Is a New Construction Home Right for You?
Buying new construction makes the most sense for some home buyers. Instead of choosing a home that already exists, they're taking the opportunity to start from scratch. Whether you buy a new home that was built with your input or not, there are some serious advantages to choosing this route. We'll look at why so many homeowners make the effort.
A Clean Slate
This is often the most quoted reason for people to buy a new home - they want to start fresh. Appliances, floors, closets, attic: everything is new. There are no scratches to find under the shelves, no dirt where the cleaners couldn't reach. There's no old wallpaper to tear down, carpet to rip up or asbestos to worry about. It's a pristine residence just waiting for you to make it your own.
Convenient for Moving
When you buy a new home, you (usually) don't have to worry about the plumbing, electricity or foundation. Because a new house hasn't been subjected to many years of soil shifts and traffic patterns, you can rest easy when you move in. This is not to say that there are never problems with new construction, only that if you're working with (or buying from) someone reputable, you likely won't have any issues. This is a huge perk, especially for people who don't have time to negotiate with a seller on who's going to cover which repairs.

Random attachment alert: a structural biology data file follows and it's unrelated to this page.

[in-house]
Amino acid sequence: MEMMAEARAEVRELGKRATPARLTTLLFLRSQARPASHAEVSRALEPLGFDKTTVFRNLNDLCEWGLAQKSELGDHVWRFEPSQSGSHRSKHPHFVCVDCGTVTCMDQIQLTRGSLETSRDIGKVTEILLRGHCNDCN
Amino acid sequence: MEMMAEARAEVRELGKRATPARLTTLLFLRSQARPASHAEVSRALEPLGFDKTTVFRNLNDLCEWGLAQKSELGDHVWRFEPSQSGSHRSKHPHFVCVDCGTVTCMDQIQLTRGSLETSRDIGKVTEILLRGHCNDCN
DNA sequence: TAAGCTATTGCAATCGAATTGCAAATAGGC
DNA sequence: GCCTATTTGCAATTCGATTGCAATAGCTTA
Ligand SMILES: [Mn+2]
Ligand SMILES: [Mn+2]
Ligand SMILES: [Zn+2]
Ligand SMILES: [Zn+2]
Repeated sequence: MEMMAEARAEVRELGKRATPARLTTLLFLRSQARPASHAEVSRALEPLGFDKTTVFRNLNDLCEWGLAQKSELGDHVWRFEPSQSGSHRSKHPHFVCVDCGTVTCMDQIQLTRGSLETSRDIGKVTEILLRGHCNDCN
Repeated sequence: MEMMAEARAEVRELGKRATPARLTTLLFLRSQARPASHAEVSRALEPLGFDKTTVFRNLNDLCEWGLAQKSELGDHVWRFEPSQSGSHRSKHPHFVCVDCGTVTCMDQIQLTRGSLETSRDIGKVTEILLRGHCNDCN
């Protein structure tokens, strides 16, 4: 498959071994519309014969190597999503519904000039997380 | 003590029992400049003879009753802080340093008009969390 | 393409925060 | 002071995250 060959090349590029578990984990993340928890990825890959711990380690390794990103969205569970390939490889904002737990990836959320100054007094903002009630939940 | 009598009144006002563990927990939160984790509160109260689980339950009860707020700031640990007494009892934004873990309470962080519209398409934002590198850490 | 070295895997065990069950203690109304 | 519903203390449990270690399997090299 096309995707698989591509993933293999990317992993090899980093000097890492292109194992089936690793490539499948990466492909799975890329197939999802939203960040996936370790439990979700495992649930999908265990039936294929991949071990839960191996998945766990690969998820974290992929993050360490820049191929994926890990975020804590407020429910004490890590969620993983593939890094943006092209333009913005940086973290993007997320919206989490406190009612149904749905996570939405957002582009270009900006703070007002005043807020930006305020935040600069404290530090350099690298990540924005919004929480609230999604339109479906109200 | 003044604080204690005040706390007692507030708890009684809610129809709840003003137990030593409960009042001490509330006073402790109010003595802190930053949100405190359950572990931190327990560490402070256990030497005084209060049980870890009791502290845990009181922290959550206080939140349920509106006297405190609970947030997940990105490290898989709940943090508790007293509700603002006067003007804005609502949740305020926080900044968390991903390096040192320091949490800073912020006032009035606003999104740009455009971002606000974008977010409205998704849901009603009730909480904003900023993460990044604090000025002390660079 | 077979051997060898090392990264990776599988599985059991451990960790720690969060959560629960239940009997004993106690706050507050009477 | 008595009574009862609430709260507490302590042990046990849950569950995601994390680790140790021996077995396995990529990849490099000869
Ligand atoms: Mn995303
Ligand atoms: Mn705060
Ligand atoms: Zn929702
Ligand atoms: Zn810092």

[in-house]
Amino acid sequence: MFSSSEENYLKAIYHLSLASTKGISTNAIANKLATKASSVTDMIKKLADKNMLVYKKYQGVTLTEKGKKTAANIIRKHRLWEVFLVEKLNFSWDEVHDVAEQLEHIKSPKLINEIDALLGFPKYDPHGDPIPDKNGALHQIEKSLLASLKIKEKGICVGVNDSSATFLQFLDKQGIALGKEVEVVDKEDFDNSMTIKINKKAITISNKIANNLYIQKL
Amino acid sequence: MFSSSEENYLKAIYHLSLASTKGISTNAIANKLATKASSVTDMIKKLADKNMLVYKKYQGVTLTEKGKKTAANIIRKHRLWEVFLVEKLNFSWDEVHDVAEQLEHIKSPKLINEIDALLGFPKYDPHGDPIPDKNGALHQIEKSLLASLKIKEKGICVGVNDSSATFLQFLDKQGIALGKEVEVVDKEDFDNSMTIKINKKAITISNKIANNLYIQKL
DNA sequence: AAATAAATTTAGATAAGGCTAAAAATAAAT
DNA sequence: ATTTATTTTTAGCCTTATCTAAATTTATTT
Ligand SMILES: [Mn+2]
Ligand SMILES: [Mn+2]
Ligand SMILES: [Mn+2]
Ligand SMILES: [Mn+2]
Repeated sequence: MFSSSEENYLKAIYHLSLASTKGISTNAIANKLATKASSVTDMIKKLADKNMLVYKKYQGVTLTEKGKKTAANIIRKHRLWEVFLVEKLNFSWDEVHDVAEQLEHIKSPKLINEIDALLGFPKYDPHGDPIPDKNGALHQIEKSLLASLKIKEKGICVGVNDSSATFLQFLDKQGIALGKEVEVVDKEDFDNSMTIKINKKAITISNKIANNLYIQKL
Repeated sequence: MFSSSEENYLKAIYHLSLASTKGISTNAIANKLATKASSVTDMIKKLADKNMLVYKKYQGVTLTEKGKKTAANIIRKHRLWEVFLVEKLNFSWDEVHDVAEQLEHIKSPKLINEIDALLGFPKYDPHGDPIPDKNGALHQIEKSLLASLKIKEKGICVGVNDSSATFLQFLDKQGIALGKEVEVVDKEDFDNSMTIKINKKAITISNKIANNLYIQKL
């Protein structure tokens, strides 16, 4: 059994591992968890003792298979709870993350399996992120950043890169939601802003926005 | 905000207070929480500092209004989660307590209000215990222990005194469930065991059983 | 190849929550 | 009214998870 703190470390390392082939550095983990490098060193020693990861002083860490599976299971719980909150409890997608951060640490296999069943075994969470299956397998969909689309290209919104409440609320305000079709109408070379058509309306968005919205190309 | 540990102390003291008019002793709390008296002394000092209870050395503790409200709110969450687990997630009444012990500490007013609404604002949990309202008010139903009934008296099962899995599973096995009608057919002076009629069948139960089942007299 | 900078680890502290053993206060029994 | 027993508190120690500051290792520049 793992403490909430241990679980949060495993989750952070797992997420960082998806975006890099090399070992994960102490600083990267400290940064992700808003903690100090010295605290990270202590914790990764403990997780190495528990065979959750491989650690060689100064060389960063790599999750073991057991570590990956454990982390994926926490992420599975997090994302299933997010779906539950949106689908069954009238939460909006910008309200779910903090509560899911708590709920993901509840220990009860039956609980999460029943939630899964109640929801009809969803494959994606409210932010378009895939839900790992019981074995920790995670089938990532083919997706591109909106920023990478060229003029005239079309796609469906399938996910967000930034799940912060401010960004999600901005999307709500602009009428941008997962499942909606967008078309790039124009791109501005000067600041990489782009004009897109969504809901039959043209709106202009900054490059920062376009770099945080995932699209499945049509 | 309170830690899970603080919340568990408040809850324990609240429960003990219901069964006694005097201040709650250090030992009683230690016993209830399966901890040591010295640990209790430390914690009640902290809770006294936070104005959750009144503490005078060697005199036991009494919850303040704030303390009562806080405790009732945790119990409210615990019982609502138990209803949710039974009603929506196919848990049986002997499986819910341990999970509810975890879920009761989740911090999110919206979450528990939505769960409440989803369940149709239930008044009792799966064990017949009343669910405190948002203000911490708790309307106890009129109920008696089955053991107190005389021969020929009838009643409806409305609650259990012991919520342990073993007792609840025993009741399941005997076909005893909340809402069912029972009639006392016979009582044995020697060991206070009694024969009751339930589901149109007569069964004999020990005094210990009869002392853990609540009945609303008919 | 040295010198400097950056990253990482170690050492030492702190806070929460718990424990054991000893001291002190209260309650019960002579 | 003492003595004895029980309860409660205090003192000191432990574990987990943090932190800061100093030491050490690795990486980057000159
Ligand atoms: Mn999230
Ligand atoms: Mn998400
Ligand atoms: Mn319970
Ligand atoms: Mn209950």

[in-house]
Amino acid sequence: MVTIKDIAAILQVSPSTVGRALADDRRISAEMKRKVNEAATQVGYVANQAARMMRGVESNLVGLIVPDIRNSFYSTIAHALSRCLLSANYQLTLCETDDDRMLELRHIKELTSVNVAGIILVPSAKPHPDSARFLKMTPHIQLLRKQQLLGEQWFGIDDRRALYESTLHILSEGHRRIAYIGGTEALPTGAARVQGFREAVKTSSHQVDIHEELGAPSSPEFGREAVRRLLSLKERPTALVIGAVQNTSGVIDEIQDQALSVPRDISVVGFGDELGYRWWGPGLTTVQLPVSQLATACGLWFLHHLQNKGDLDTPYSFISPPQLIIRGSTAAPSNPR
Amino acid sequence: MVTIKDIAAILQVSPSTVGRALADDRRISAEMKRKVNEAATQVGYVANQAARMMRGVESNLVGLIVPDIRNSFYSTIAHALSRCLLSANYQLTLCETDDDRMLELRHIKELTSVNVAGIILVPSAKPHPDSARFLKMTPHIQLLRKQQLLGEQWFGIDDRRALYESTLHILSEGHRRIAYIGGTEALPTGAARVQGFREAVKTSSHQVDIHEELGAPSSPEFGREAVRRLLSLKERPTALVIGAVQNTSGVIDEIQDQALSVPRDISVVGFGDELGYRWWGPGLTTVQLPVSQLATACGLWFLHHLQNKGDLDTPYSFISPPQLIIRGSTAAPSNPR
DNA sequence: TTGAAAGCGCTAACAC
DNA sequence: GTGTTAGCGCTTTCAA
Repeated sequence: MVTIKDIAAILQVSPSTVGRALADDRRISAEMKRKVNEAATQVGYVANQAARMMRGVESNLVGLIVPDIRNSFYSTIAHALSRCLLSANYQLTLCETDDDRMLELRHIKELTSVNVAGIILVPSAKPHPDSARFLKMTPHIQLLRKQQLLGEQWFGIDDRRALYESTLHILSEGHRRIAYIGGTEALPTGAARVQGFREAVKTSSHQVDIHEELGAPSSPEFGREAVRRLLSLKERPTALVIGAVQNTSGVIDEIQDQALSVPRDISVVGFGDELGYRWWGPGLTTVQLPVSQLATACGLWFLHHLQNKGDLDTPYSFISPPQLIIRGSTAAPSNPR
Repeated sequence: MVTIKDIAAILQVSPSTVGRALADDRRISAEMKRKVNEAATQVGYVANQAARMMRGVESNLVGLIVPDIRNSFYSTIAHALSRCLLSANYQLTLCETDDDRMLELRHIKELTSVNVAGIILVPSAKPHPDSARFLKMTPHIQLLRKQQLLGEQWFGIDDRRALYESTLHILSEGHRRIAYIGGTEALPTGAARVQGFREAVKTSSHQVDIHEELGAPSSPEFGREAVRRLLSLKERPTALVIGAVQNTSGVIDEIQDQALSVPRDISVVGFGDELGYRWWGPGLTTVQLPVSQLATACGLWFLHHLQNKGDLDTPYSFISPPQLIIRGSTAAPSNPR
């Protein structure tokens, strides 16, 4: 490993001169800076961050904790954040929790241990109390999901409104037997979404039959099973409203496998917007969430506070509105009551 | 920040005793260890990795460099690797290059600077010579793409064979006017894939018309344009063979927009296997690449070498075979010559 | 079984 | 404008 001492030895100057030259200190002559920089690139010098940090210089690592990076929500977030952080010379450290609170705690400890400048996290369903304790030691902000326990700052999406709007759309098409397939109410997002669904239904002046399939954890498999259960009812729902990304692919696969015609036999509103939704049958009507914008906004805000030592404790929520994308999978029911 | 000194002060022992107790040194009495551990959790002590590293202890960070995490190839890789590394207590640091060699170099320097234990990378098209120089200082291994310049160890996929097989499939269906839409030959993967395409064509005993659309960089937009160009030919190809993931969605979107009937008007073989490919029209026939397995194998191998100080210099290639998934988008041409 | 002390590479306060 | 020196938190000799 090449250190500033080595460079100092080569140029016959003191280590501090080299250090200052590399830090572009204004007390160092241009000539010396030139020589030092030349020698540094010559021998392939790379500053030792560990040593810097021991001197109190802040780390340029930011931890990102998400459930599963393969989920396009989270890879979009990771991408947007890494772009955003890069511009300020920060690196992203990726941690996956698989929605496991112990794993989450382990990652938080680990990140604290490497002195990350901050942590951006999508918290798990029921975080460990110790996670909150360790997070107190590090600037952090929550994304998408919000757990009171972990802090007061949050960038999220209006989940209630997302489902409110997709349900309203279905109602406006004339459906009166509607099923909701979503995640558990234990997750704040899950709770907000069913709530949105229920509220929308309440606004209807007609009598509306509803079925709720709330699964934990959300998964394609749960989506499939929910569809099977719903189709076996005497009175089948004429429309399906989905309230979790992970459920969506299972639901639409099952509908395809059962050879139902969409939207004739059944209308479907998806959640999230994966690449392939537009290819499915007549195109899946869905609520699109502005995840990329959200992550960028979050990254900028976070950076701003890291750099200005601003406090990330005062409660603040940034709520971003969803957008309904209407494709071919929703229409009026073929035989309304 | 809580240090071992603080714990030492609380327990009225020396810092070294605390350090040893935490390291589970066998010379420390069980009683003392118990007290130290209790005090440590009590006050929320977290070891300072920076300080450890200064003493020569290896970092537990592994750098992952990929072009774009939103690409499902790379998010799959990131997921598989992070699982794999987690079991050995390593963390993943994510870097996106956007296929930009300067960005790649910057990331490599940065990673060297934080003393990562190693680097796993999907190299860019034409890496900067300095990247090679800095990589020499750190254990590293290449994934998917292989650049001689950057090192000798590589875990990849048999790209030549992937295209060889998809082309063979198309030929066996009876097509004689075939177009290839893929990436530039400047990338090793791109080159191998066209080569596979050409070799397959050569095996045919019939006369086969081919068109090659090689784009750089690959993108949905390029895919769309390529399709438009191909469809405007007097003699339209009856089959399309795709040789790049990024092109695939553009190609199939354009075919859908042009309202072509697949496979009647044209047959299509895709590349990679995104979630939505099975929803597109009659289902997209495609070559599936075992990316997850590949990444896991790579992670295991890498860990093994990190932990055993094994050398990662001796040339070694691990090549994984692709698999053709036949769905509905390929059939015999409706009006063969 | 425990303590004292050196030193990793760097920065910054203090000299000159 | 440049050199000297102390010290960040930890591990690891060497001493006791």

This advantage is related to the previous one, but a necessary distinction. New homes tend to have fewer maintenance requirements because there's been no wear-and-tear on the property. Homeowners don't always factor in the high costs of system upkeep, a budget error that can drastically eat into their savings. Plus, new homes often don't cost an arm and a leg, meaning more long-term savings without the upfront-costs.
New homes usually come with a warranty. This means that if an appliance does break down or you notice some puddles in your basement, you can have the builder cover the costs of repairs. Pre-owned homes often require you to purchase a limited warranty that may not cover all defects or system failures. While the plumbing may work when you first test it at an Open House, it might fail quickly once there are multiple people using it.
All construction crews will have their own protocol and policies for building. However, they are expected to comply with local, state and national environmental standards. This all translates to more responsible homes and lower utility bills. Before you negotiate on a new home though, ask if the building will be given an energy rating by a third-party assessor. This will give you a better idea of the amount of effort put into energy conservation and avoiding environmental impact.
Room to Negotiate
From the floorplan to the style, new construction homes are modern and usually customizable. Even if you haven't personally worked with the builders from Day One, there might be some degree of flexibility before the move-in date. So if you want better appliances or luxury cabinets, you might be able to work something out. While new homes are unlikely to budge in bottom-line price, the numbers aren't set in stone. If a home has been sitting for a while, it never hurts to ask. After all, whatever they don't use on your home will just be used in the next project.
Buying new construction means getting a property without the stains of time. If you're looking for something that will be easy on your budget and better for the environment, there's really no better choice.